John Collison

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Aircraft engines

Until recently, I’d never understood the distinctions between the various types of aircraft engines, and how they all worked. So I decided to write a guide to both common aircraft engines and niche, wildly-impractical engines.

Nearly all aircraft engines have a common input and output. They use petroleum-based fuel, which is a wonderfully compact source of chemical energy. They produce thrust. The only difference is in the conversion from fuel to forward motion.

Piston engines

A simple and popular propulsion system is the piston engine attached to a propeller. This is the setup used by the Wright brothers on their first flight at Kitty Hawk, and it’s still used in the Cessna 172, the most widely-flown airplane today.

Pistons are neat devices. Fuel is burned and pushes down a piston. The downward motion is converted into rotation with a crankshaft, exactly the same way as when you...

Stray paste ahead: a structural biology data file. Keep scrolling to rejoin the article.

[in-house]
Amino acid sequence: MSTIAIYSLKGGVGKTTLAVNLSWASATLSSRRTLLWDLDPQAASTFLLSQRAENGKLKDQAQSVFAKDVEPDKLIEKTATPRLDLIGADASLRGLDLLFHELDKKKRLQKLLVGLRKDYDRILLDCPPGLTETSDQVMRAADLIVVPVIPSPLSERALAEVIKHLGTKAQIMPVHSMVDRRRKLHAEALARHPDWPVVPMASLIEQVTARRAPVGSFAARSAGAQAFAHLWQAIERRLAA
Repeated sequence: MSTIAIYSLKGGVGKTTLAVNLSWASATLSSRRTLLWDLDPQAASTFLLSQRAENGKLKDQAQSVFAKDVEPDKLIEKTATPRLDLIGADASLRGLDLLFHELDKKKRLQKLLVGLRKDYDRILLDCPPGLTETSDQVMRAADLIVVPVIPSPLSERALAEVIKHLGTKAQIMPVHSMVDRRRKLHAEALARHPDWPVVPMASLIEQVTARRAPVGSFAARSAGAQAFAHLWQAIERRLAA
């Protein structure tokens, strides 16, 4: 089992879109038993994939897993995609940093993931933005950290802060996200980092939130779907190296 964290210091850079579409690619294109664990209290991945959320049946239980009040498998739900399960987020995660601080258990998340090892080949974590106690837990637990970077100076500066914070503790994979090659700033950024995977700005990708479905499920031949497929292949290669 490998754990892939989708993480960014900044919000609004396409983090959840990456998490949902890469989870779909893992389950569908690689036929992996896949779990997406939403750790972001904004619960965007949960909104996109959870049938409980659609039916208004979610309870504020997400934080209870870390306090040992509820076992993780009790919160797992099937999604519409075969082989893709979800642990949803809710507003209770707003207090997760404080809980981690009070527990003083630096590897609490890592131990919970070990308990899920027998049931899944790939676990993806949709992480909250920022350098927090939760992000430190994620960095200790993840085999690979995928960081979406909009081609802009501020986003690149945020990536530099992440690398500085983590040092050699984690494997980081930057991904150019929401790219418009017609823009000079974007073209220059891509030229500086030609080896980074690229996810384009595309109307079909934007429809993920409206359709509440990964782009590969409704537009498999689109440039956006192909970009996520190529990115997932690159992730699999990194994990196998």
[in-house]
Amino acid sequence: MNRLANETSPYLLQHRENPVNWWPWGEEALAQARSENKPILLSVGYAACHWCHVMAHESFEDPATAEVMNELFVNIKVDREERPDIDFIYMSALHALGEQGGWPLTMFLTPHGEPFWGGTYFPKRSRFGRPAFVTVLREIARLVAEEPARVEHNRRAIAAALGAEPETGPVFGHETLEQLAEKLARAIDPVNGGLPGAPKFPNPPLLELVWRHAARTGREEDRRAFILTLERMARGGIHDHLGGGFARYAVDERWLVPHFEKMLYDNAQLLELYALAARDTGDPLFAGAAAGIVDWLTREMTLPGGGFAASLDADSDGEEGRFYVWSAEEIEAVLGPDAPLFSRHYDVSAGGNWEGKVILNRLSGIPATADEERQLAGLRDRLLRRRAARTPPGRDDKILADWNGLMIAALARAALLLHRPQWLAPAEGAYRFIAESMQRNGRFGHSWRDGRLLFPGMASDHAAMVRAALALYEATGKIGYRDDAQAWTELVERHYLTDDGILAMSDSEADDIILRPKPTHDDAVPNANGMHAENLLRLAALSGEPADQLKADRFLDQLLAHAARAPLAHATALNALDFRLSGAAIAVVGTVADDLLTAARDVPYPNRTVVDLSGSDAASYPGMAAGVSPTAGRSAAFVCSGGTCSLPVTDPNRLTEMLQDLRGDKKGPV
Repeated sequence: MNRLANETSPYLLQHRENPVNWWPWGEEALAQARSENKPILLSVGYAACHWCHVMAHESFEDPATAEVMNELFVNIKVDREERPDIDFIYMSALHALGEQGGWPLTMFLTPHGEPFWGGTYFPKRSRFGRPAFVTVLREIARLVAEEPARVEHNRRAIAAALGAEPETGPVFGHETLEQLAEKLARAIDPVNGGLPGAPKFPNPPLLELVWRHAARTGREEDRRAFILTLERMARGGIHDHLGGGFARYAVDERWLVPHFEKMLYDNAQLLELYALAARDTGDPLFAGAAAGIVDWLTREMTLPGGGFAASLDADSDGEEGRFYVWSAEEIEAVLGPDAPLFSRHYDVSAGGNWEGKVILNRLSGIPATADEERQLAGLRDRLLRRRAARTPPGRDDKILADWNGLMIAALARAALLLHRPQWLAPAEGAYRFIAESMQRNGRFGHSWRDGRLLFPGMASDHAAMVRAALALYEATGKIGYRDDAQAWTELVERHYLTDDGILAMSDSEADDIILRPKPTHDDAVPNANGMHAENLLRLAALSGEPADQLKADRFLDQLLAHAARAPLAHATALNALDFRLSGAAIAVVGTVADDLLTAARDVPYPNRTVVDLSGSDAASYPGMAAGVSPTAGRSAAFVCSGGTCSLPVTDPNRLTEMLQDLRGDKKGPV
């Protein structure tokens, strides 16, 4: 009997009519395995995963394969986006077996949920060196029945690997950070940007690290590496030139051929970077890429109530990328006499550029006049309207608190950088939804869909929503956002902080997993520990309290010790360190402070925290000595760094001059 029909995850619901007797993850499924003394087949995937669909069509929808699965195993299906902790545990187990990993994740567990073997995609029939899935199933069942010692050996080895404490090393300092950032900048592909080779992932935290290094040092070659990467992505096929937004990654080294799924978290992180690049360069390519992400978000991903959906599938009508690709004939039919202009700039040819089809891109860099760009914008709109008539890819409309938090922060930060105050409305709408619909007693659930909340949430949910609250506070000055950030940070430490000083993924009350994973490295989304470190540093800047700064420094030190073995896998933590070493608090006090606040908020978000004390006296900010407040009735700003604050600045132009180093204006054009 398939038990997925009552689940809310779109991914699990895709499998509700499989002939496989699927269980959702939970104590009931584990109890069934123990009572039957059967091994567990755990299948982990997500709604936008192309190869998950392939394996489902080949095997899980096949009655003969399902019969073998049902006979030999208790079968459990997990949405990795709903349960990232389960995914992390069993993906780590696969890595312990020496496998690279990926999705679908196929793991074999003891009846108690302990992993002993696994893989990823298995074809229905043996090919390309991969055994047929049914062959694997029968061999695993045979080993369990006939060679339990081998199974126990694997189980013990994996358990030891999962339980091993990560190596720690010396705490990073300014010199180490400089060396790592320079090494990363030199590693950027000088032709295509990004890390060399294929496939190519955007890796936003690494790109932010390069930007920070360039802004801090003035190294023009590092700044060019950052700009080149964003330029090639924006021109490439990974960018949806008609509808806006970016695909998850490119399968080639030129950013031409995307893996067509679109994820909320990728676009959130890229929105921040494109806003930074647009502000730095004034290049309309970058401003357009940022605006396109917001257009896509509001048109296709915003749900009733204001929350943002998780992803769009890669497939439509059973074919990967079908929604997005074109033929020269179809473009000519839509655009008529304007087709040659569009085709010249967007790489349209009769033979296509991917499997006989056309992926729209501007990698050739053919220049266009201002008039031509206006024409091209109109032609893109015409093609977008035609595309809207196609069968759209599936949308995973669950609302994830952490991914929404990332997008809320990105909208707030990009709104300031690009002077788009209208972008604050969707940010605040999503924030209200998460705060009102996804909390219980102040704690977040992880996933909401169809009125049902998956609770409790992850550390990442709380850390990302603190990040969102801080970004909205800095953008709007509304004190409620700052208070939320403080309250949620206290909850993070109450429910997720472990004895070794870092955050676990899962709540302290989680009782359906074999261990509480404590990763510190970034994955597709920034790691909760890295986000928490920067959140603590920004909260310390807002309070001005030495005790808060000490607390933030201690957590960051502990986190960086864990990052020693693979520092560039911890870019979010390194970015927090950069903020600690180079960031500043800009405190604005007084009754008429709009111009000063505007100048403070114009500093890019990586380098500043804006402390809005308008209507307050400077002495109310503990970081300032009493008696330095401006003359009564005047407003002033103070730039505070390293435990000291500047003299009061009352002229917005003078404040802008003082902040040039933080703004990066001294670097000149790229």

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Permanent World Encyclopaedia

The phrase “Permanent World Encyclopaedia” conveys the gist of these ideas. As the core of such an institution would be a world synthesis of bibliography and documentation with the indexed archives of the world. A great number of workers would be engaged perpetually in perfecting this index of human knowledge and keeping it up to date. Concurrently, the resources of micro-photography, as yet only in their infancy, will be creating a concentrated visual record.

H. G. Wells outlines how technology will make the widespread distribution of all human knowledge possible. This technology is the microfilm.

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